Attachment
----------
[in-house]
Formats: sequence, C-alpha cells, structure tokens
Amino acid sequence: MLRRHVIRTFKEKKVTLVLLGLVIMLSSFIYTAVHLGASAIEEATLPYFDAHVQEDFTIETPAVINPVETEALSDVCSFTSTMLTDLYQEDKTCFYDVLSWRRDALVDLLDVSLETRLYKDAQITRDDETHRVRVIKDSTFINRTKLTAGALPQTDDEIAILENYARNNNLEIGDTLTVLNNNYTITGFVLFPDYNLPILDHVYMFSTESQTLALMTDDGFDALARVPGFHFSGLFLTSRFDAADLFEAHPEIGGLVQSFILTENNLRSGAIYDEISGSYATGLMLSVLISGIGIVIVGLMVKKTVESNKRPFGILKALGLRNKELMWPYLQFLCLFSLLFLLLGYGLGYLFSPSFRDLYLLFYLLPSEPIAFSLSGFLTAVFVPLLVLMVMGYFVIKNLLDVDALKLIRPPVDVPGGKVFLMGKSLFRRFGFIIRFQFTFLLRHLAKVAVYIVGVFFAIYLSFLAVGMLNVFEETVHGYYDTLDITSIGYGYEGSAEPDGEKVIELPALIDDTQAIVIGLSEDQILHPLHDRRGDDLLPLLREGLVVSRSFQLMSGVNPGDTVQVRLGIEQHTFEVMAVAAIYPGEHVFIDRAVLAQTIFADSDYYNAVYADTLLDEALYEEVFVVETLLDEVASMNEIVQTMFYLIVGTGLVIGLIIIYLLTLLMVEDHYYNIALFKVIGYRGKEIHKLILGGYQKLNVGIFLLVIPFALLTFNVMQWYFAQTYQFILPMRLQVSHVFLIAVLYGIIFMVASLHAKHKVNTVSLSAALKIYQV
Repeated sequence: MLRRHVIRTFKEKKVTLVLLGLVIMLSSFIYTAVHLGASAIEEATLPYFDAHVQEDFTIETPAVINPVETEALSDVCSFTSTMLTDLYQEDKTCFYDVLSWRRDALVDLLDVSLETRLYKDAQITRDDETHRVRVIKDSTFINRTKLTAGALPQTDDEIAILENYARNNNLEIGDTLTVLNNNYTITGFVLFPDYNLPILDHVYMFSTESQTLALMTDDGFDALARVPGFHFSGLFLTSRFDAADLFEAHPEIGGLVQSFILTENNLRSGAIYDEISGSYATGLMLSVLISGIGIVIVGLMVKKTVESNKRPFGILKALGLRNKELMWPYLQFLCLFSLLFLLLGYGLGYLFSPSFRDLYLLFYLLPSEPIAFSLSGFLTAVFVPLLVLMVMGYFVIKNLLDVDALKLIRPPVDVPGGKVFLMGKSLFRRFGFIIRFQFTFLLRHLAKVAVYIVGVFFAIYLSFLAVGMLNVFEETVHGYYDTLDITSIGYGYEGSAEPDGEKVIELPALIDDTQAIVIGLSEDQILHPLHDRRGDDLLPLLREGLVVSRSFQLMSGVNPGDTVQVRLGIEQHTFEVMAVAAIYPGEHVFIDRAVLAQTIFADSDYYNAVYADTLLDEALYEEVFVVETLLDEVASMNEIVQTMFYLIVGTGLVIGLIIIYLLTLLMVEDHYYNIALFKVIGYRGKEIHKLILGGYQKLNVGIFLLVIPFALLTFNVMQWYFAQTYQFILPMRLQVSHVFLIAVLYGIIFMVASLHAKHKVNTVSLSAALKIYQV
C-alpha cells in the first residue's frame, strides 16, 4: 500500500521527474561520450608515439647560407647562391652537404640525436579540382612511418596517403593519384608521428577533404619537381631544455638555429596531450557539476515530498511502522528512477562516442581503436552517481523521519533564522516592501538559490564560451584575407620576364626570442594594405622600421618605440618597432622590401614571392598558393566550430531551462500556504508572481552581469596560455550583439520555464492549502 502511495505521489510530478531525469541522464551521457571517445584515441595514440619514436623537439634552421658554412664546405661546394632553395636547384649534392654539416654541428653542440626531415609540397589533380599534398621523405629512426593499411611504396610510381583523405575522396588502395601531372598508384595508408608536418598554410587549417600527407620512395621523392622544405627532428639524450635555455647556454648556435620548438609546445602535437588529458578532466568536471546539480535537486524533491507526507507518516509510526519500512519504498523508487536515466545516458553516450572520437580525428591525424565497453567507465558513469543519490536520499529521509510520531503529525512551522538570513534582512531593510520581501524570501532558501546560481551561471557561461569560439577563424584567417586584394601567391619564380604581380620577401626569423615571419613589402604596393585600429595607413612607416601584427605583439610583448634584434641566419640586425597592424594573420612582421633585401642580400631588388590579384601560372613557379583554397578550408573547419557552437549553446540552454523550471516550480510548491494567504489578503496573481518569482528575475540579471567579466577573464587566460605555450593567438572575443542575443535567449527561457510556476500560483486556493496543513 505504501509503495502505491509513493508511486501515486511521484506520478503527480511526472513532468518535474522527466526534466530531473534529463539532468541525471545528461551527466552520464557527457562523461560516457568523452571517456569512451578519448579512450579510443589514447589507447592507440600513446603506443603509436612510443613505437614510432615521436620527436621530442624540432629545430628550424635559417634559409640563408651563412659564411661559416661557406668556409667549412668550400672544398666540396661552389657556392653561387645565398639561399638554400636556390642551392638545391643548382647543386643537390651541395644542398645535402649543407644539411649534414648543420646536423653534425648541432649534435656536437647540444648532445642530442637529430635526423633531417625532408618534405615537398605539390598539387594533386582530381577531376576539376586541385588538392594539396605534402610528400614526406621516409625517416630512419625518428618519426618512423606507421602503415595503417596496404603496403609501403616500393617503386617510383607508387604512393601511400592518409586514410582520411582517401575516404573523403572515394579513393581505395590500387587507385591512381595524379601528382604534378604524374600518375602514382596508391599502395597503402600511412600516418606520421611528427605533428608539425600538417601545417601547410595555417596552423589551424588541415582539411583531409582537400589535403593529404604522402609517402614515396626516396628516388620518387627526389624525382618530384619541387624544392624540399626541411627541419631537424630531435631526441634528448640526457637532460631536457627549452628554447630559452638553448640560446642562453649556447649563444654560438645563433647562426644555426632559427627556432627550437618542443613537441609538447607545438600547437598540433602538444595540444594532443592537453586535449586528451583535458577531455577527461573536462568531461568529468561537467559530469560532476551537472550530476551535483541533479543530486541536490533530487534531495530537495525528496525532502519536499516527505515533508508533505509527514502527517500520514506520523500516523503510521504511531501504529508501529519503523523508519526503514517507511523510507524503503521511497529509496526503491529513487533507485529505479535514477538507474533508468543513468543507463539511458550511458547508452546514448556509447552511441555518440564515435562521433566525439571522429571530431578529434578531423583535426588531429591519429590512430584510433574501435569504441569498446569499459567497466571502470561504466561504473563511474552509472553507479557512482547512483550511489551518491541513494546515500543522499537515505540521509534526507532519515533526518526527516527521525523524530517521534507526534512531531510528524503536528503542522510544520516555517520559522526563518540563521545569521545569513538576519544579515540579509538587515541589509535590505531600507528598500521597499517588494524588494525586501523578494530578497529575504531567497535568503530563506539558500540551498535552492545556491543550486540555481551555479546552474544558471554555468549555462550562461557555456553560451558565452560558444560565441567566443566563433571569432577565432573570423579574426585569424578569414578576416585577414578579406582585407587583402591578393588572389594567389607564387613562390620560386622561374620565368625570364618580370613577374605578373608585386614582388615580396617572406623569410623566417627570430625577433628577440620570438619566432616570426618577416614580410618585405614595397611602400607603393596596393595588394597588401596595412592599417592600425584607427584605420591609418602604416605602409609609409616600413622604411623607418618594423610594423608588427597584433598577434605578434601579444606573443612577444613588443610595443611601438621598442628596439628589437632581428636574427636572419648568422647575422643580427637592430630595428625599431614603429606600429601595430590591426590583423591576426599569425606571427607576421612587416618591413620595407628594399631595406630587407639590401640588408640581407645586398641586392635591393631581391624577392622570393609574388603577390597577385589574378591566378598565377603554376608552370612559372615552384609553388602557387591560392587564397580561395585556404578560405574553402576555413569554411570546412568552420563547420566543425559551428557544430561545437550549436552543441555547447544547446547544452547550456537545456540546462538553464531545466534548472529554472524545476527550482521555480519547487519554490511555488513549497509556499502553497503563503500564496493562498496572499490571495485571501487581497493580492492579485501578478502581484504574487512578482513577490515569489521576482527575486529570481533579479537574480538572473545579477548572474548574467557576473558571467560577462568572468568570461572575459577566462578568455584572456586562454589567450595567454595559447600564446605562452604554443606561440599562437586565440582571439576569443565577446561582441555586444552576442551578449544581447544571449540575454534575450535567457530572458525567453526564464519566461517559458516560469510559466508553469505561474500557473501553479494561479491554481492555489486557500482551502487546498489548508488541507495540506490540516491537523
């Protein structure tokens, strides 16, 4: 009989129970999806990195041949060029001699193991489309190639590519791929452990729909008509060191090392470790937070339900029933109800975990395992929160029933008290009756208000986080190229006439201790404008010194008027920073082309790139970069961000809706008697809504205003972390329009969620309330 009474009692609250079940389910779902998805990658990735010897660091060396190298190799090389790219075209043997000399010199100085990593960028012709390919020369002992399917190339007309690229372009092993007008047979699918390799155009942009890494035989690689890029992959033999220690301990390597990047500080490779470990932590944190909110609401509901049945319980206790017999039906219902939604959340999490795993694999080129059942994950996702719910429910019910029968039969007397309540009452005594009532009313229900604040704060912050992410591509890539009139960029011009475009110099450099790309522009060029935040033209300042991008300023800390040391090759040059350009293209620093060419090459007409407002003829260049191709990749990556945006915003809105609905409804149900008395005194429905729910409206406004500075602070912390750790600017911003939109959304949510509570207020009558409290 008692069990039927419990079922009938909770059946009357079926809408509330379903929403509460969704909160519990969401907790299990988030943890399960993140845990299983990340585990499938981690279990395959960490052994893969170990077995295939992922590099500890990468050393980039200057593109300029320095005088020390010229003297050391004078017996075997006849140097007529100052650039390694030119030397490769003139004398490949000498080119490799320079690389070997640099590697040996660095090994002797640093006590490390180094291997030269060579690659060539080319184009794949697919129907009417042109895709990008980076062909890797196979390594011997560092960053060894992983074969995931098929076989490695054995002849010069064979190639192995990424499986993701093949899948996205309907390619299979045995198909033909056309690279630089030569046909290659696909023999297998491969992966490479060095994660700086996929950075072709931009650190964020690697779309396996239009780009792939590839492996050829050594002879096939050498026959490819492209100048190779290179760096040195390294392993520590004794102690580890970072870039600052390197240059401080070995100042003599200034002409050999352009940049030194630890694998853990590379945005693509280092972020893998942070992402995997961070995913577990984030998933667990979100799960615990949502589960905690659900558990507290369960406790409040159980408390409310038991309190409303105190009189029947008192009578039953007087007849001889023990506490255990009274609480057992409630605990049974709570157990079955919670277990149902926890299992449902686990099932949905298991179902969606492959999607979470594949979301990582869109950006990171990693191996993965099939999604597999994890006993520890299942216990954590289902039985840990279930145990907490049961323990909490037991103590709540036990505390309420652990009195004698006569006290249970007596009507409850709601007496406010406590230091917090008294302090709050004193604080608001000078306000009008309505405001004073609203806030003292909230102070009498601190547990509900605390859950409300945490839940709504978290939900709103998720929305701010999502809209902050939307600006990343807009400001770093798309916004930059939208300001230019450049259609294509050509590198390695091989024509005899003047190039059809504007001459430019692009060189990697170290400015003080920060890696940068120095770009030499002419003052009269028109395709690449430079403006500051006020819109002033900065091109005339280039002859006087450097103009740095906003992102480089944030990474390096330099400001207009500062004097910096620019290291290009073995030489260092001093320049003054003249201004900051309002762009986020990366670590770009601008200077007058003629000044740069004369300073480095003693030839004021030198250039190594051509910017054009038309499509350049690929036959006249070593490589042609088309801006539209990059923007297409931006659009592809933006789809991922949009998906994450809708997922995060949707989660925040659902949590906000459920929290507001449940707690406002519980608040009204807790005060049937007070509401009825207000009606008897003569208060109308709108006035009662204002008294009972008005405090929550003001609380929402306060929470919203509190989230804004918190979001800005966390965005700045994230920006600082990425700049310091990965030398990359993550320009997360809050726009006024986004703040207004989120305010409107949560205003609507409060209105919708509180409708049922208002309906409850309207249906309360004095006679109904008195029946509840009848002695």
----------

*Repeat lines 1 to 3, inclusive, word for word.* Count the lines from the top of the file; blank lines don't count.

[in-house]
Formats: sequence, C-alpha cells, structure tokens
Amino acid sequence: MLRRHVIRTFKEKKVTLVLLGLVIMLSSFIYTAVHLGASAIEEATLPYFDAHVQEDFTIETPAVINPVETEALSDVCSFTSTMLTDLYQEDKTCFYDVLSWRRDALVDLLDVSLETRLYKDAQITRDDETHRVRVIKDSTFINRTKLTAGALPQTDDEIAILENYARNNNLEIGDTLTVLNNNYTITGFVLFPDYNLPILDHVYMFSTESQTLALMTDDGFDALARVPGFHFSGLFLTSRFDAADLFEAHPEIGGLVQSFILTENNLRSGAIYDEISGSYATGLMLSVLISGIGIVIVGLMVKKTVESNKRPFGILKALGLRNKELMWPYLQFLCLFSLLFLLLGYGLGYLFSPSFRDLYLLFYLLPSEPIAFSLSGFLTAVFVPLLVLMVMGYFVIKNLLDVDALKLIRPPVDVPGGKVFLMGKSLFRRFGFIIRFQFTFLLRHLAKVAVYIVGVFFAIYLSFLAVGMLNVFEETVHGYYDTLDITSIGYGYEGSAEPDGEKVIELPALIDDTQAIVIGLSEDQILHPLHDRRGDDLLPLLREGLVVSRSFQLMSGVNPGDTVQVRLGIEQHTFEVMAVAAIYPGEHVFIDRAVLAQTIFADSDYYNAVYADTLLDEALYEEVFVVETLLDEVASMNEIVQTMFYLIVGTGLVIGLIIIYLLTLLMVEDHYYNIALFKVIGYRGKEIHKLILGGYQKLNVGIFLLVIPFALLTFNVMQWYFAQTYQFILPMRLQVSHVFLIAVLYGIIFMVASLHAKHKVNTVSLSAALKIYQV